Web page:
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In the article by Ikeuchi et al.  entitled ‘Localized Synovial Hypertrophy in the Anteromedial Compartment of the Osteoarthritic Knee’, we recognized similarities in their Fig. 1A and B, arthroscopic views of localized synovial hypertrophy in the anteromedial compartment with accompanying ‘degenerated cartilage of the medial femoral condyle’, to content in article published nearly 13 years before, entitled ‘Meniscal Impingement Syndrome’ by Mc Guire et al. . Unlike the patients in the study of Chow et al.  where 20 of 21 patients (95%) had a history of injury before the onset of symptoms, in the patient cohort of Ikeuchi et al., only 5 of 19 (26%) had injury-related symptoms. Because there was a point of tenderness localized at the anteromedial joint space and the McMurray test results were positive in all patients, meniscal or cartilage injury (or both) was expected in all of their patients. Takahashi, the surgeon in all cases in the study of Ikeuchi et al.  found no unstable fragments of meniscus or cartilage intraoperatively in this exclusion criteria-controlled patient cohort. No meniscectomy or chondroplasty was performed in any of these patients, and the only procedures noted were partial synovectomy and joint lavage.
Unfortunately, no range-of-motion assessments were presented in their study, and in the absence of these findings, it is impossible to know whether any of these patients in this cohort, particularly those without any associated injury history, presented with meniscal impingement syndrome before incipient cartilage damage. Elements of meniscal impingement syndrome are knee hyperextension of at least 5°, articular cartilage injury of the medial femoral condyle of at least Outerbridge grade III, and impingement by the leading edge of the anterior horn of the medial meniscus. The cartilage injuries that we noted in their patient cohort were associated with non-acute stages of this injury and were a result of abnormal contact between the femoral condyle and the meniscal rim. We would suggest that the findings in Takahashi’s patients, some of whom were in the reported cohort, as well as some omitted by exclusion criteria for diffuse synovial hypertrophy or chondral fragments, may correlate with findings by McGuire et al. Some of those excluded patients may have had a chondral injury shaped like a horizontal band, as shown in their Fig. 1B, that was located at the junction of the femoral condyle and the meniscal rim and that presented with clinical hyperextension. Unless the synovium is moved away from this area during inspection, and the knee is cycled to hyperextension to correlate the chondral damage with meniscal impingement, this causal relation may easily be overlooked.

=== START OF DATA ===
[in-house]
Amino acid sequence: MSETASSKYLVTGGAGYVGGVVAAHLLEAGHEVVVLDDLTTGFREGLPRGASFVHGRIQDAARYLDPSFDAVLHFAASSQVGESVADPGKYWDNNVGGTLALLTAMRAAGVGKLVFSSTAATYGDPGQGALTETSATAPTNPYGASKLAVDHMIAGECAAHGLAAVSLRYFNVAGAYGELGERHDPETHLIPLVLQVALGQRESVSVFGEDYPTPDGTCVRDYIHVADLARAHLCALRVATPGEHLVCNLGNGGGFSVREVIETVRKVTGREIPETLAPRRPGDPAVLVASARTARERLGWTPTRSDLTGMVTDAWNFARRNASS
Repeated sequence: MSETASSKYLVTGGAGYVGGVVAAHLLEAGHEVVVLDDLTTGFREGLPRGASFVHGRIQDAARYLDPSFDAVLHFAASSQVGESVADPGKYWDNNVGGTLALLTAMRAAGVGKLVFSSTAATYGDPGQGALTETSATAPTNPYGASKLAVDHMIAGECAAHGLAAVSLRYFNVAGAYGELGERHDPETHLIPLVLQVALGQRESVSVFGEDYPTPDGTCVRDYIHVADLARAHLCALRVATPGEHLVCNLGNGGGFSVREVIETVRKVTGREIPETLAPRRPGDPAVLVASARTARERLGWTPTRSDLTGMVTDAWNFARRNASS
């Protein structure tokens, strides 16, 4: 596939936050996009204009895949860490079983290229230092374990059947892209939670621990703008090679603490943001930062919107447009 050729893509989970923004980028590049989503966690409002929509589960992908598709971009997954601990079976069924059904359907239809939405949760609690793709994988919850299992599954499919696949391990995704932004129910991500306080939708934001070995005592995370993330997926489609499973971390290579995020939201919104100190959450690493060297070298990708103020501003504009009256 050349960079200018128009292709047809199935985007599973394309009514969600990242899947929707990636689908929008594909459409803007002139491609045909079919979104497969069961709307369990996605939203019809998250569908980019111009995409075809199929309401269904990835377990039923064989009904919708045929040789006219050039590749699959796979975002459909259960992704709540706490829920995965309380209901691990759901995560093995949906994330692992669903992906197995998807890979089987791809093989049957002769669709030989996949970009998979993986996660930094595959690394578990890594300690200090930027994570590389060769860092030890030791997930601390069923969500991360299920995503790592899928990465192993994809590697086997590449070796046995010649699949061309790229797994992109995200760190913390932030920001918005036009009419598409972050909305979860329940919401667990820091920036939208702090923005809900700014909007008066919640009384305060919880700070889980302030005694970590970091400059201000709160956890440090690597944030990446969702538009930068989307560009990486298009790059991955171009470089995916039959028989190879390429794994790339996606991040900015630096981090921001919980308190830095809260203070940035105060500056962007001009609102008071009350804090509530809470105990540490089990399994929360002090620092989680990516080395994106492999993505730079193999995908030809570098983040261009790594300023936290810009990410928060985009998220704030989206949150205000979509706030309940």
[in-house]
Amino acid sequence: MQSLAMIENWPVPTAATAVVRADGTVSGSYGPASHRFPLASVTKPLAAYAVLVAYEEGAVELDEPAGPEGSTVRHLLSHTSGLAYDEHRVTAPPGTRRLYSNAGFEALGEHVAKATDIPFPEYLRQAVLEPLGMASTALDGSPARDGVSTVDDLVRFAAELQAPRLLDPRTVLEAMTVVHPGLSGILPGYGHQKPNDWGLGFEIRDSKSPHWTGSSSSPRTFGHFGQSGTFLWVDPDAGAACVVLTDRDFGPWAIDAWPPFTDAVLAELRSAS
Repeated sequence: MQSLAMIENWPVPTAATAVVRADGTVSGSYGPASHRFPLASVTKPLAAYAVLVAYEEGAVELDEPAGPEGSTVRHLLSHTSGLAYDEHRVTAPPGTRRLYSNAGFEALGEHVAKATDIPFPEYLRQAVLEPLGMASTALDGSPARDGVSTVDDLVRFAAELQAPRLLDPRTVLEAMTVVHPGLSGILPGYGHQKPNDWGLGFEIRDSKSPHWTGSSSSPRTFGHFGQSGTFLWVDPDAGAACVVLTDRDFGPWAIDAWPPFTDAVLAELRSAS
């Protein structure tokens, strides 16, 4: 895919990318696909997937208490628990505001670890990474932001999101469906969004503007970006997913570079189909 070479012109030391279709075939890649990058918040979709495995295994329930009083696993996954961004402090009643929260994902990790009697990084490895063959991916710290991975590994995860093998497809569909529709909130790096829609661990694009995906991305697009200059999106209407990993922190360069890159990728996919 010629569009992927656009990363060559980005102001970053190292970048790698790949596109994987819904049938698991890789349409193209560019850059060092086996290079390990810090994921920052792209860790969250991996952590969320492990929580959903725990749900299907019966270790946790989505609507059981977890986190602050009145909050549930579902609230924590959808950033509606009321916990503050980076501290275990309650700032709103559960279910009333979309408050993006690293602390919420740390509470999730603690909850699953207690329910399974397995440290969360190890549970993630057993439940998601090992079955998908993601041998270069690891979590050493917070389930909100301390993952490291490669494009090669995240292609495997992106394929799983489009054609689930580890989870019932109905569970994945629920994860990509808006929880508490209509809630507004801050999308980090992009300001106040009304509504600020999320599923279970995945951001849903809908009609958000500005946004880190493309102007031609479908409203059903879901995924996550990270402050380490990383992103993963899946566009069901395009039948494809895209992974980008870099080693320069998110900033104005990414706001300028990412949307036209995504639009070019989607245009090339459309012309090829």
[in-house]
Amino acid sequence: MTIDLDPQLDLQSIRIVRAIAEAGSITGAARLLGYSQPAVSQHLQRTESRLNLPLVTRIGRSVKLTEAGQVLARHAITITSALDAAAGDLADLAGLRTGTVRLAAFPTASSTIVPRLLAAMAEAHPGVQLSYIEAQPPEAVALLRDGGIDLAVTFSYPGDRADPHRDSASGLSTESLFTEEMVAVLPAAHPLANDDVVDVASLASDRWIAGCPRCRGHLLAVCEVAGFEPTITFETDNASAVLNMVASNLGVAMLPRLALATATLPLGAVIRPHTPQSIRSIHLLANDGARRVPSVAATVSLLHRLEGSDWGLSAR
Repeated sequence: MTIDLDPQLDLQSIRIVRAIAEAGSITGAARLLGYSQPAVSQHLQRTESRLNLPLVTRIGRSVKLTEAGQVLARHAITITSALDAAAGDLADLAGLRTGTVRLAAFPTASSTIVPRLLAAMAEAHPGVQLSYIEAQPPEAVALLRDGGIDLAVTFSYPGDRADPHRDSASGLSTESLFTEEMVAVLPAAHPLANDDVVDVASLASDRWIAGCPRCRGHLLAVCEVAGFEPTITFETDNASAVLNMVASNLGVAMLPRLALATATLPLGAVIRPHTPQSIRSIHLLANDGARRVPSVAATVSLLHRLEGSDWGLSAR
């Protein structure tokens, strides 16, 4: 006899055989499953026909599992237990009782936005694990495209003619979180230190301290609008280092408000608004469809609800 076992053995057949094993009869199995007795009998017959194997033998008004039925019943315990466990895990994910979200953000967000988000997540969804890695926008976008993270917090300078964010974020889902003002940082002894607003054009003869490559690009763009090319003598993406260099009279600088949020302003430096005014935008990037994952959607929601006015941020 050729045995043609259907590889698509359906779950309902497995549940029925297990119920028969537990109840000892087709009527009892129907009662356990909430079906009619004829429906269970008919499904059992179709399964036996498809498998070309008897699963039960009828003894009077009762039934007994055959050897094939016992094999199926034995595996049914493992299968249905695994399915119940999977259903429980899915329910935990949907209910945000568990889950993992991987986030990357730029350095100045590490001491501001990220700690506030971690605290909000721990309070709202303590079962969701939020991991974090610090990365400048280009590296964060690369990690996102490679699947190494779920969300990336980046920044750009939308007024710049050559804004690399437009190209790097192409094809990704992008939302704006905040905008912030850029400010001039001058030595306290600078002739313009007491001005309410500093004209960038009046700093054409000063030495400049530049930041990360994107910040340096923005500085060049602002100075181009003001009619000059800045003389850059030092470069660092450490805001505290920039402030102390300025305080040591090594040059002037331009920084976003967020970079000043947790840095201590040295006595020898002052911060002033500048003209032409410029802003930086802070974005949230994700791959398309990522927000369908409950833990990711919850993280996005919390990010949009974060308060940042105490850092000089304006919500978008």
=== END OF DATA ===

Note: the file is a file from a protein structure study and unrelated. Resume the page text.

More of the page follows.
In our opinion, the report by Ikeuchi et al.  represents meniscal impingement by hyperextension in acute stages of the syndrome, particularly in light of their Fig. 1B image. We also believe that some of their excluded patients may have similar chronic impingement-related chondral damage and diffuse synovial hypertrophy, which are commonly associated with that injury mechanism.
This article has been retracted due to plagiarism.
An erratum to this article can be found at http://dx.doi.org/10.1007/s12178-010-9070-7